Gardening: Dealing with garden walk weather worries
By the time you’re sitting with your morning coffee reading this column, I’ll be breathing great sighs of relief — the garden walk will be over.
I’m not too worried about weeds. My volunteers have done a great job rooting them out. However, there are a couple of questionable characters that have attractive foliage and have not been identified, so we left them in place. If asked we call them fillers. During the years I’ve visited hundreds of public and private gardens and nary a weed stands out in my memory.
It’s the weather that has me flummoxed. I use mostly flowering annuals in the Stone House Garden because visitors love color. I choose plants that are weather resilient so by summer they can pretty much take the temperatures in their stride looks wise, as long as they are watered. But 90-degree weather in spring when the plants are still young and tender takes its toll, and this year Mother Nature has laid it on us.
We got a slow start in the garden because of the unseasonable cold weather and then got whacked with a weeklong heat wave. When the temperatures reach into the high 80s and 90s, plants go into emergency mode and shut down in order to conserve moisture — leaves curl and flowers wilt. But with perfect weather — lots of sun and temps in the 60s at night and 70s during the day, they can make up for lost time in a matter of days. That’s what we were hoping for the week prior to the garden walk — that was Father’s Day weekend, when another 90 plus degree heat wave hit.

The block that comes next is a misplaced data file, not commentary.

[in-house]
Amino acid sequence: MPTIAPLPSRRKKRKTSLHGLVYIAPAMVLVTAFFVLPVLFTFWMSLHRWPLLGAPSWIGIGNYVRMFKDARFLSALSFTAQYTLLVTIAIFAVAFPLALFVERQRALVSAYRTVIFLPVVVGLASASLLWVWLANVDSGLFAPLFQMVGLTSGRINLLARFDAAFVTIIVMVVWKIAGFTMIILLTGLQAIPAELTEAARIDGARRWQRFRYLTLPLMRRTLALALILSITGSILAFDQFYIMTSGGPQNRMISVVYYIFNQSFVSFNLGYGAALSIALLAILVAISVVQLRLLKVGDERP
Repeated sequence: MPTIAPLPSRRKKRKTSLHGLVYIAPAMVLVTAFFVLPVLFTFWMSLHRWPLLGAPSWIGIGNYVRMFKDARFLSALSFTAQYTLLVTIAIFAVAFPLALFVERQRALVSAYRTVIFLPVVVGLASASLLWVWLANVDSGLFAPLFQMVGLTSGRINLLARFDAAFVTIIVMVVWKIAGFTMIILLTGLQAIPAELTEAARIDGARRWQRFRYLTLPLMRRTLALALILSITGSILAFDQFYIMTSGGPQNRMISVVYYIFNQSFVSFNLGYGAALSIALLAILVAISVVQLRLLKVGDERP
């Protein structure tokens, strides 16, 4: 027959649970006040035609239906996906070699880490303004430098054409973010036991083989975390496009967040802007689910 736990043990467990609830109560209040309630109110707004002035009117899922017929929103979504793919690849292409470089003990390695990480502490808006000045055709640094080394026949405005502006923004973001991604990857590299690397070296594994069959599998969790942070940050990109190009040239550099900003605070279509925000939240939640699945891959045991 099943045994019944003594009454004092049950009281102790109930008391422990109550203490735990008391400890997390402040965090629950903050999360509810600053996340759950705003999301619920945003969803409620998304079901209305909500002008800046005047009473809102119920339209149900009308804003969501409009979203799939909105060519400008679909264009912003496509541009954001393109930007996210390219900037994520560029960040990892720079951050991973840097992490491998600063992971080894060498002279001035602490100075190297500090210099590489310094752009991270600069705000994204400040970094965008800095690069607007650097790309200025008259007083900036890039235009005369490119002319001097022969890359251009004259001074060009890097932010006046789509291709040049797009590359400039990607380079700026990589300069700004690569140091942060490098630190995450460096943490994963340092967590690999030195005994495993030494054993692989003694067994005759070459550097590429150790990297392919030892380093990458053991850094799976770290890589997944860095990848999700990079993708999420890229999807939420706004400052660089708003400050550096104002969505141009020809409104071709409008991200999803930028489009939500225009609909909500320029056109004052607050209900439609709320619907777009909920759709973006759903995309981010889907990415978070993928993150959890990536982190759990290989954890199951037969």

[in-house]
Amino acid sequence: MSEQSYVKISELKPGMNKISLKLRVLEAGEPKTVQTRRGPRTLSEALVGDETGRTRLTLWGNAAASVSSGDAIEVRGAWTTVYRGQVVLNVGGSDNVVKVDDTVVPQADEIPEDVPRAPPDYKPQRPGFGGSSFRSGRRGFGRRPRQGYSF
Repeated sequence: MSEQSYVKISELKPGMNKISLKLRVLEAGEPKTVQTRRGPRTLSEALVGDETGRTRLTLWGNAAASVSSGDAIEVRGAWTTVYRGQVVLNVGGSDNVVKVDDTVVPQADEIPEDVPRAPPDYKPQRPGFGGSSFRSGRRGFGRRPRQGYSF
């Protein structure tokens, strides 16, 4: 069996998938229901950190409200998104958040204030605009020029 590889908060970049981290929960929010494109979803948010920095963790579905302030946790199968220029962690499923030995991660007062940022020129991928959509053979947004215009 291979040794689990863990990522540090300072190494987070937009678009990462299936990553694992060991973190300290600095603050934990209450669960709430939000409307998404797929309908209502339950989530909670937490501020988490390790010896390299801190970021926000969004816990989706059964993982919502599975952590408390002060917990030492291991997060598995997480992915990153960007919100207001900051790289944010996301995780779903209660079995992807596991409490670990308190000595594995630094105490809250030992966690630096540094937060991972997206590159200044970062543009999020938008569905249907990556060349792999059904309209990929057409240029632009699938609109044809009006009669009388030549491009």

I watered the garden early Sunday before it heated up. On Monday I followed up in the afternoon with my hose-end Radius Garden Dragonfly Watering Wand (radiusgarden.com)CQ using the fine mist-like setting to cool down the plants without damaging the flowers.
The knee-jerk reaction for many gardeners is to fertilize plants that wilt from the heat, but that can do far more harm than good. Plants wilt in high heat because they loose water in their leaves faster than they can take it up through the roots. So it’s best to allow the plants time to recover after the heat wave passes before using any fertilizers.
Moving containers into shaded areas or providing a protective covering is wise. But for large gardens such as the OPC Stone House Garden, watering, misting and hoping for the best in a heat wave is all I can do.
Nancy Szerlag is a master gardener and a Metro Detroit freelance writer. Her column appears Fridays in Homestyle. To ask her a question go to Yardener.com and click on Ask Nancy. You can also read her previous columns at detroitnews.com/homestyle.